Scotland’s tech sector has a well-earned reputation for exciting and successful start-ups which have attracted the attention – and wallets – of billion-dollar corporations.
In recent years, Skyscanner and FanDuel are just two of the high-profile names added to the honour role of home-grown talent acquired by major global players.
Stephen Trombala, partner at Shepherd and Wedderburn, believes there’s more to come and the sector’s prospects for growth are undiminished (even with challenges like the post-Brexit landscape to overcome).
Shepherd and Wedderburn was adviser on the FanDuel sale to Paddy Power Betfair last year, and also advised on financial technology (fintech) deals with an aggregate value of more than £650 million last year. Trombala says there is a growing list of global players wanting to invest in these Scottish success stories.
“The start-up scene here is vibrant, as is early-stage financing,” he said. “But companies looking beyond ‘series-A’ funding need to attract capital externally and that has historically been a challenge. Companies have to seek larger development capital pools outside Scotland, and there’s been a significant influx of capital from the US, the Far East and Europe.”
This funding challenge has led some companies to sell rather than attempt to grow on their own. However, far from being a negative for the industry, Trombala believes the influx of capital is helping fund the next wave of growth.
He said: “We’ve seen one wave of people building businesses, doing very well, then selling. They are then reinvesting back, not just in terms of capital, but in experience.
“I’d expect the next wave of companies that come through the next cycle to do even better, there are more people on the ground who’ve good experience in growing these businesses – and they will probably have more ready access to larger levels of capital.”
“The main pitfalls are when companies don’t structure themselves appropriately and they can find their ability to grow quickly is heavily impaired. We work with the founders of these businesses to allow them to grow more quickly, whatever their ambition is.”
In addition to Skyscanner (sold to Ctrip in 2016) and FanDuel, there are other notable acquisitions in recent years in the areas of gaming, IT network security and financial technology (fintech).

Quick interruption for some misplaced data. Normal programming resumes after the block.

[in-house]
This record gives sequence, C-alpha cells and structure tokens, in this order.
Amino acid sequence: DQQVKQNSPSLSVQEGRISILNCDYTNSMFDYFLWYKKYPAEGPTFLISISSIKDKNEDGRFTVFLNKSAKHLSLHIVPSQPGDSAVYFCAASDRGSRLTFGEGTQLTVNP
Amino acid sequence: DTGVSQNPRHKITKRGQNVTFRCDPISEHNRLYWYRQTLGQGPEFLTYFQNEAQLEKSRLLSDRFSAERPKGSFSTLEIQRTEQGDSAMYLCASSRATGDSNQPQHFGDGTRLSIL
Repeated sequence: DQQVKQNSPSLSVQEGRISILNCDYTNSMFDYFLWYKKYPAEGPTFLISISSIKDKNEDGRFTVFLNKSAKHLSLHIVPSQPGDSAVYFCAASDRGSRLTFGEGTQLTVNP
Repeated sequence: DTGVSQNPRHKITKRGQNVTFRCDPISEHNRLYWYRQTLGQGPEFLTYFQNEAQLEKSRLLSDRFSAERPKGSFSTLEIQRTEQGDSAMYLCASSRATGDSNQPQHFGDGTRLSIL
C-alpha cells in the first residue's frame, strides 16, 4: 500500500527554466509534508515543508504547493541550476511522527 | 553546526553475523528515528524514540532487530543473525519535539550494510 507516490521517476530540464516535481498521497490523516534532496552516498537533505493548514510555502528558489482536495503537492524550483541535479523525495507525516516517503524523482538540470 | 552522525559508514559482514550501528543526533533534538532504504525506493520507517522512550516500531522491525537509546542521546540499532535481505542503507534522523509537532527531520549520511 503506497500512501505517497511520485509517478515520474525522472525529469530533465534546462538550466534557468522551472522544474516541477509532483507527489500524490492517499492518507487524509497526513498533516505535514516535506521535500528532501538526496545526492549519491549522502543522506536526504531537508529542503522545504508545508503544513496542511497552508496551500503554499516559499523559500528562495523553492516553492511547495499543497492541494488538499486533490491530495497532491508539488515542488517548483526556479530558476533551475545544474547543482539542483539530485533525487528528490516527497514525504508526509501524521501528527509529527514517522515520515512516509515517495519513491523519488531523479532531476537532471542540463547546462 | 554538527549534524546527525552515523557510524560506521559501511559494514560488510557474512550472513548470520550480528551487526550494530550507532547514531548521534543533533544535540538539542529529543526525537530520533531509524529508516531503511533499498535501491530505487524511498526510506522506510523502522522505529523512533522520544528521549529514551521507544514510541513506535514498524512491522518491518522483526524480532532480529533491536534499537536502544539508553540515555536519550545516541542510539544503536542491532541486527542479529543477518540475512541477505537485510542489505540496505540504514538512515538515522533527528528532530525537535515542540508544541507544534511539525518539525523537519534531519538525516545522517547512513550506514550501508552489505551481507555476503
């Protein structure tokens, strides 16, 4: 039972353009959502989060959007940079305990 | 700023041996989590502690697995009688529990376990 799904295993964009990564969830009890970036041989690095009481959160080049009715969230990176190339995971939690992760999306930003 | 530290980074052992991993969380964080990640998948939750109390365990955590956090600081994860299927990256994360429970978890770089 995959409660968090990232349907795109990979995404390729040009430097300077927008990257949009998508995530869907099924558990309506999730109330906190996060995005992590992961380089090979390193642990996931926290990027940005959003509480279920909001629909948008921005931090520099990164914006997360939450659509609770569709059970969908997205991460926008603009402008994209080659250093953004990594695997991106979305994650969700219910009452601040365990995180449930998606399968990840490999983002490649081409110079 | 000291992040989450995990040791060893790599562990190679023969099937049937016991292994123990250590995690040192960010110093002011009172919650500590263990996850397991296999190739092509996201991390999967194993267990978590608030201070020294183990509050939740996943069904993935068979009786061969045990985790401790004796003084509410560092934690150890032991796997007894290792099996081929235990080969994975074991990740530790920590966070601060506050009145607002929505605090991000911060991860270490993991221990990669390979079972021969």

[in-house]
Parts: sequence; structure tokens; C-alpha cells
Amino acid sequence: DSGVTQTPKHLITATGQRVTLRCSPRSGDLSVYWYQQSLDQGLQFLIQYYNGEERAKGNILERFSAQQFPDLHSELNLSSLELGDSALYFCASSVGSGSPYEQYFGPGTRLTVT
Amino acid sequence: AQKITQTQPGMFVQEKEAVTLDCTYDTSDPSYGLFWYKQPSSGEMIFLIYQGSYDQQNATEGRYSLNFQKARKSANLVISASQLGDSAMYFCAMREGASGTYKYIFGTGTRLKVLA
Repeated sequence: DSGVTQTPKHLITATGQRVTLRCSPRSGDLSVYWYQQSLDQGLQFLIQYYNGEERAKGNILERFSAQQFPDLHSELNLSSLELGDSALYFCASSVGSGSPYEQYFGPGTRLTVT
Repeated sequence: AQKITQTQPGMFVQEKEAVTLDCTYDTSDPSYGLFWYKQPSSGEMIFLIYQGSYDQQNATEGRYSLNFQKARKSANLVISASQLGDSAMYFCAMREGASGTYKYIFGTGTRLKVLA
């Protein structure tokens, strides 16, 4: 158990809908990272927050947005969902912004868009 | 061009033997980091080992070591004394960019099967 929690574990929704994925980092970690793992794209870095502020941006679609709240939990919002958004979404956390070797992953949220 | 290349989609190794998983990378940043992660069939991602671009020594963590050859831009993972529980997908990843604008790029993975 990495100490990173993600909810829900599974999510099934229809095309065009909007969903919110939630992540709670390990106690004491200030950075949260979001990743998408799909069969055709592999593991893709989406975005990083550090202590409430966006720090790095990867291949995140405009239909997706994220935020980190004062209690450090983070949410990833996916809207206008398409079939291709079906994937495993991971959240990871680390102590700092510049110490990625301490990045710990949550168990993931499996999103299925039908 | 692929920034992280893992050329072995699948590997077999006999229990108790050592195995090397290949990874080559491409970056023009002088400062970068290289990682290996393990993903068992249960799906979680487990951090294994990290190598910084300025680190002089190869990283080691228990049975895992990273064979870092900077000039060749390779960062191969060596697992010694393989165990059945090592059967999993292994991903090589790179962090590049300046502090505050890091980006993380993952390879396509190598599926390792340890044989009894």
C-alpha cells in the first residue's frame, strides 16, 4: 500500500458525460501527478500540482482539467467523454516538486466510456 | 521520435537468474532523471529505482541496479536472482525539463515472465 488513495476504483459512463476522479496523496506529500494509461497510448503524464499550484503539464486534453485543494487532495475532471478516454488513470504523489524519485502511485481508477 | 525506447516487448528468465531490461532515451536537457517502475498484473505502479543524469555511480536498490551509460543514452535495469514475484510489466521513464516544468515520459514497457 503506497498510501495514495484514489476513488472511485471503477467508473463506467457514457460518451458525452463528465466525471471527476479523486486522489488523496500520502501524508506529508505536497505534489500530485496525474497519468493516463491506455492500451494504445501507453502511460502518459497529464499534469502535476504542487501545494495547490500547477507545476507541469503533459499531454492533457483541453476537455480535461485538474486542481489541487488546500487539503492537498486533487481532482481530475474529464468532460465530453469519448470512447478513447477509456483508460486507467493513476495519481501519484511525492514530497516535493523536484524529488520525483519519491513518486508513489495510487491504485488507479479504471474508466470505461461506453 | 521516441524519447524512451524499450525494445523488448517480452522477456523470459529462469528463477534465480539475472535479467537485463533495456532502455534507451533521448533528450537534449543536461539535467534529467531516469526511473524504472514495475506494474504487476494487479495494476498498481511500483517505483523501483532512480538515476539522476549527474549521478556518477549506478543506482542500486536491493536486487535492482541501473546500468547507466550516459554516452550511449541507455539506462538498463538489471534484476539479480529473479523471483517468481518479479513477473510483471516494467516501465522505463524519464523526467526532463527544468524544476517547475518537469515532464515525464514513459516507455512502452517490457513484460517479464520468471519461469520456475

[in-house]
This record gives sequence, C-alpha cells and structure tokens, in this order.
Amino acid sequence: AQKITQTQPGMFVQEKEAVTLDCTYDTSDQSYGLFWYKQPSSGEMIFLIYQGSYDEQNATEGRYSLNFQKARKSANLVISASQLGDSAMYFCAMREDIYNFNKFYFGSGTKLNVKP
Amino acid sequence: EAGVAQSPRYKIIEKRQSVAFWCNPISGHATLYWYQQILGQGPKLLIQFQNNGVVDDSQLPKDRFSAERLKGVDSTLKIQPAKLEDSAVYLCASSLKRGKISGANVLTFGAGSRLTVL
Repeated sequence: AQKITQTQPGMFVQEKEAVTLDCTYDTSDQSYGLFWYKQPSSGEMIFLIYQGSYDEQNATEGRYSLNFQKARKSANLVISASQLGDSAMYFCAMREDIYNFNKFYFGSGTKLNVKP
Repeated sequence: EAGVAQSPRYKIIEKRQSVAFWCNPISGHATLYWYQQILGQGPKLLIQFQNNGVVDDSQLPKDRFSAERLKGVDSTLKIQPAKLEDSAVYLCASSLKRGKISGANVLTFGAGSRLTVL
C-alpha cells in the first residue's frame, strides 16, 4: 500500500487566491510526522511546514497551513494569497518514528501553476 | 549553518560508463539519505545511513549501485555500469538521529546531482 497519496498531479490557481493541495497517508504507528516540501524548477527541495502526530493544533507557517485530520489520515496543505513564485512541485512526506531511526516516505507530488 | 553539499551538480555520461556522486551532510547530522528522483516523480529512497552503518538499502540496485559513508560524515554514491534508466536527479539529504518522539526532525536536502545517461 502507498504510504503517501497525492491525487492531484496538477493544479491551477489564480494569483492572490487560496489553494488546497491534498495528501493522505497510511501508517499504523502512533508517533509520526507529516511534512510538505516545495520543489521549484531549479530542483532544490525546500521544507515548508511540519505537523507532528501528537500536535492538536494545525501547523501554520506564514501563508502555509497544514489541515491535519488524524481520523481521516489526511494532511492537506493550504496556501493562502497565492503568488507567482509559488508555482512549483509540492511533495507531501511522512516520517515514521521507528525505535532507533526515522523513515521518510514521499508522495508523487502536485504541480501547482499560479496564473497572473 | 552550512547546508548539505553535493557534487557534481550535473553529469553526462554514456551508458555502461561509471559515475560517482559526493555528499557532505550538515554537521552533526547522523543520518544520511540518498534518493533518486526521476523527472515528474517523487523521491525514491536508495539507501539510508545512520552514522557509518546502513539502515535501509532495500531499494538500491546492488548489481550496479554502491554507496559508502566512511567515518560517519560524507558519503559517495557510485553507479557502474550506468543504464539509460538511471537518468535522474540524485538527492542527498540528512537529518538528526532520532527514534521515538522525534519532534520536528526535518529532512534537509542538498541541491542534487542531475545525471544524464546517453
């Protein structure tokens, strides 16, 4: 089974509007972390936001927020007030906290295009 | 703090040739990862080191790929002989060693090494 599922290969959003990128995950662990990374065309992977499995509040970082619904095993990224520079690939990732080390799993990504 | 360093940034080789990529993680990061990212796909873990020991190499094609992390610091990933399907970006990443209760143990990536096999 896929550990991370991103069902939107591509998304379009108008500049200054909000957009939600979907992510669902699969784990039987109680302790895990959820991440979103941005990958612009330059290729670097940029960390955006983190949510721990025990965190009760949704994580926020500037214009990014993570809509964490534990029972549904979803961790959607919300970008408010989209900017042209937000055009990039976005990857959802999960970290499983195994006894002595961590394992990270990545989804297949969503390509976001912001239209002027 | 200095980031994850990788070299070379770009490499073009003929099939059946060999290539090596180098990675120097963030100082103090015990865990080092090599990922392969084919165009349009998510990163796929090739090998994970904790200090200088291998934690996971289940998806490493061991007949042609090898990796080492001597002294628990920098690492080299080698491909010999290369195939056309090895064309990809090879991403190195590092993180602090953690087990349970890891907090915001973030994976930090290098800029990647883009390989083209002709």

Key to the tech sector’s development has been backing at a public policy level. The Edinburgh City Deal saw £300 million invested each by the UK and Scottish Governments. A lot of this investment has been made into the university sector and the high-quality research and graduates is an important factor in the tech sector’s future growth. Recent projects have included the National Robotarium, a collaboration between Edinburgh and Heriot-Watt universities, and the AI and Blockchain Accelerator, a partnership between Wayra (Telefonica’s open-innovation platform) and the University of Edinburgh, which aims to welcome 20 start-ups a year and help them grow their companies faster and prove the commercial viability of their technology.
What about the challenges? With such levels of investment there is always a risk of a bursting bubble, and Trombala admits there have been “very large multiples” paid for businesses when his firm has been acting on the sell-side. However, he adds: “Time will tell whether these multiples are indicative of us approaching the top of an M&A bubble, or if the prices paid are justified. But so far as the Scottish tech scene is concerned, those sorts of sales are great news.
“On the face of it, the sellers get a full price, and the overseas purchaser acquires some core technology and a skilled local workforce – resulting in further investment into the local economy. It’s genuinely a win-win scenario.”
Even the major headache of the last few years caused by Brexit doesn’t give too much cause for concern. “The Brexit effect may have a chilling effect on the access to personnel”, says Trombala: “because many graduates are Europeans or from the Far East, coming here to study. I guess that could impact on the numbers of quality of graduates coming through.
“But in business terms, we don’t see that having a chilling effect at all. In fact, the relative weakness in sterling over the last couple of years has driven more transaction flow and interest in the sector. Overseas investors or corporates can see opportunities here that look relatively inexpensive to them.”
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